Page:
As of Wednesday, businesses no longer have to submit physical LLC Statements of Information, as the records may now be submitted via the California secretary of state’s website. An LLC Statement of Information includes records such as the company’s name, location and type of business, as well as the addresses of chief executives and managers.
“We’re streamlining the process so that entrepreneurs can focus less on red tape and more on growing their business,” said California Secretary of State Alex Padilla.
Los Angeles Mayor Eric Garcetti, who campaigned four years ago as someone who would stand up for Department of Water and Power ratepayers, is pushing a proposal to give six raises within five years to more than 9,000 workers at the utility.
The salary agreement, backed Tuesday by Garcetti’s appointees on the DWP board, would provide raises of least 13.2% and as much as 22.3% by October 2021, depending on inflation. Beyond that, the pact would deliver a 4% boost over two years to the base pay of hundreds of DWP electrical distribution mechanics, also known as linemen.
One of California’s wealthiest counties may continue to get a pass under the state’s affordable housing laws. Lawmakers are considering a measure that would allow parts of Marin County to limit growth more tightly than other regions of California. The provision, inserted last week into a bill connected to the state budget, lets Marin County’s largest cities and unincorporated areas maintain extra restrictions on how many homes developers can build. . . . Since the changes are tied to last week’s passage of the state budget, which Brown has yet to sign, the measure does not have to go through the regular committee process. It’s had just one public hearing and lawmakers could vote on the bill as early as Thursday. . . . Today, the county’s per capita income of $60,236 is the highest of any county in the state, according to U.S. census figures. But the average renter in Marin County makes just $19.21 an hour and would need to work 77 hours a week to afford a studio apartment at the $1,915-a-month market rate, according to data from the National Low Income Housing Coalition.
The study from the nonpartisan business group E2 (Environmental Entrepreneurs) revealed that more than $45 billion in public and private investments have been injected into the state’s economy by California’s stringent climate policies, including cap-and-trade legislation, which reduces pollution while increasing clean energy and energy efficiency.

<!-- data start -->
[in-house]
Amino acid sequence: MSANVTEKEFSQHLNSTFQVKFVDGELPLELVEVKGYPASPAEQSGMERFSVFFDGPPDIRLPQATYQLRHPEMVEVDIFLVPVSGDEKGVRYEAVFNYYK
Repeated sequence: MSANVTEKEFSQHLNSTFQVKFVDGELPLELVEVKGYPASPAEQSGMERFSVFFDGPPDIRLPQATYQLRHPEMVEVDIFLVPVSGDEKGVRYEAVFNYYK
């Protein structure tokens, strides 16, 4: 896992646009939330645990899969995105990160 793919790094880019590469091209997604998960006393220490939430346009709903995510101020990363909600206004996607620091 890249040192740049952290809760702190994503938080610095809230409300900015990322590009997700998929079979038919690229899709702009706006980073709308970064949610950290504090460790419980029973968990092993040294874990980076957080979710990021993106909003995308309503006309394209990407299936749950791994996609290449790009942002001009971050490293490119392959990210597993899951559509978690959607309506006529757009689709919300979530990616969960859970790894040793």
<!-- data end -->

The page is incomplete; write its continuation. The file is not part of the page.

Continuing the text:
Expanding mass-transit systems is a pillar of green and “new urbanist” thinking, but with few exceptions, the idea of ever-larger numbers of people commuting into an urban core ignores a major shift in the labor economy: More people are working from home. True, in a handful of large metropolitan regions — what we might call “legacy cities” — trains and buses remain essential. This is particularly true of New York, which accounts for a remarkable 43% of the nation’s mass-transit commuters, and of other venerable cities, such as San Francisco, Washington, Boston, Philadelphia and Chicago. Together, these metros account for 56% of all mass-transit commuting. But for most of the rest of the country, transit use — despite often-massive infrastructure investment — has either stagnated or declined. Among the 21 metropolitan areas that have opened substantially new urban-rail systems since 1970, mass transit’s share of work trips has declined, on average, from 5.3% to 5%. During the same period, the drive-alone share of work trips, notes demographer Wendell Cox, has gone up from 71.9% to 76.1%. Meantime, the proportion of the labor force working from home continues to grow. In 1980, 2.3% of workers performed their duties primarily at home; by 2015, this figure had doubled to 4.6%, only slightly behind the proportion of people who commute via mass transit. In legacy core-metropolitan statistical areas (MSAs), the number of people working from home is not quite half that of those commuting by transit. In the 47 MSAs without legacy cores, according to the American Community Survey, the number of people working from home was nearly 250% higher than people going to work on trains or buses.